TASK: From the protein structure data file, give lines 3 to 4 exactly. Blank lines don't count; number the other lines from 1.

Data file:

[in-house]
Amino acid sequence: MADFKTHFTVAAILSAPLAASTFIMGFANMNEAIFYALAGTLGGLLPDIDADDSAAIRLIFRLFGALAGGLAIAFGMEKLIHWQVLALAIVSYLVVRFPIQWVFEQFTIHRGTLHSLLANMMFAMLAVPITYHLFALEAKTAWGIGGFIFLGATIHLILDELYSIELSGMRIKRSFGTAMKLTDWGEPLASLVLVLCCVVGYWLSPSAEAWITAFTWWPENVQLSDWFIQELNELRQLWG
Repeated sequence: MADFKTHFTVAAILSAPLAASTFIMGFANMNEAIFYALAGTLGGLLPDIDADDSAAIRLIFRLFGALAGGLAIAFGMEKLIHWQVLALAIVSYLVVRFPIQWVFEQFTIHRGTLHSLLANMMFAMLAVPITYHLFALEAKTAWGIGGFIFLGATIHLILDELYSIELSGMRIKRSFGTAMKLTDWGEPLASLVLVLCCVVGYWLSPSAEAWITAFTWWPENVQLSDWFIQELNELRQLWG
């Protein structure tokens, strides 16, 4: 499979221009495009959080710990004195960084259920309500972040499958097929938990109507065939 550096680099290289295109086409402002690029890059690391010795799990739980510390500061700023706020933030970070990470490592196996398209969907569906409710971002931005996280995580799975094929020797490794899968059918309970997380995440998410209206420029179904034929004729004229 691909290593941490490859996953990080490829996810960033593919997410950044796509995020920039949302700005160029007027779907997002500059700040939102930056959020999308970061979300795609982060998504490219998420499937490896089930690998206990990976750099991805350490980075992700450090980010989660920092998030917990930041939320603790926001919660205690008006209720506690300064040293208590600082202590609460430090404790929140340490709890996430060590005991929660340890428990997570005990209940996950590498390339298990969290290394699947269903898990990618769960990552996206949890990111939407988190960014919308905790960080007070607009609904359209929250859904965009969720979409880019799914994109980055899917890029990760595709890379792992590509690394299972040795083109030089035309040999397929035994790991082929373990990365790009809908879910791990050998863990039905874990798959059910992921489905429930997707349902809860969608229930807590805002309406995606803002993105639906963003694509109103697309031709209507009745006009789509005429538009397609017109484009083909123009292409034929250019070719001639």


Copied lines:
Repeated sequence: MADFKTHFTVAAILSAPLAASTFIMGFANMNEAIFYALAGTLGGLLPDIDADDSAAIRLIFRLFGALAGGLAIAFGMEKLIHWQVLALAIVSYLVVRFPIQWVFEQFTIHRGTLHSLLANMMFAMLAVPITYHLFALEAKTAWGIGGFIFLGATIHLILDELYSIELSGMRIKRSFGTAMKLTDWGEPLASLVLVLCCVVGYWLSPSAEAWITAFTWWPENVQLSDWFIQELNELRQLWG
């Protein structure tokens, strides 16, 4: 499979221009495009959080710990004195960084259920309500972040499958097929938990109507065939 550096680099290289295109086409402002690029890059690391010795799990739980510390500061700023706020933030970070990470490592196996398209969907569906409710971002931005996280995580799975094929020797490794899968059918309970997380995440998410209206420029179904034929004729004229 691909290593941490490859996953990080490829996810960033593919997410950044796509995020920039949302700005160029007027779907997002500059700040939102930056959020999308970061979300795609982060998504490219998420499937490896089930690998206990990976750099991805350490980075992700450090980010989660920092998030917990930041939320603790926001919660205690008006209720506690300064040293208590600082202590609460430090404790929140340490709890996430060590005991929660340890428990997570005990209940996950590498390339298990969290290394699947269903898990990618769960990552996206949890990111939407988190960014919308905790960080007070607009609904359209929250859904965009969720979409880019799914994109980055899917890029990760595709890379792992590509690394299972040795083109030089035309040999397929035994790991082929373990990365790009809908879910791990050998863990039905874990798959059910992921489905429930997707349902809860969608229930807590805002309406995606803002993105639906963003694509109103697309031709209507009745006009789509005429538009397609017109484009083909123009292409034929250019070719001639």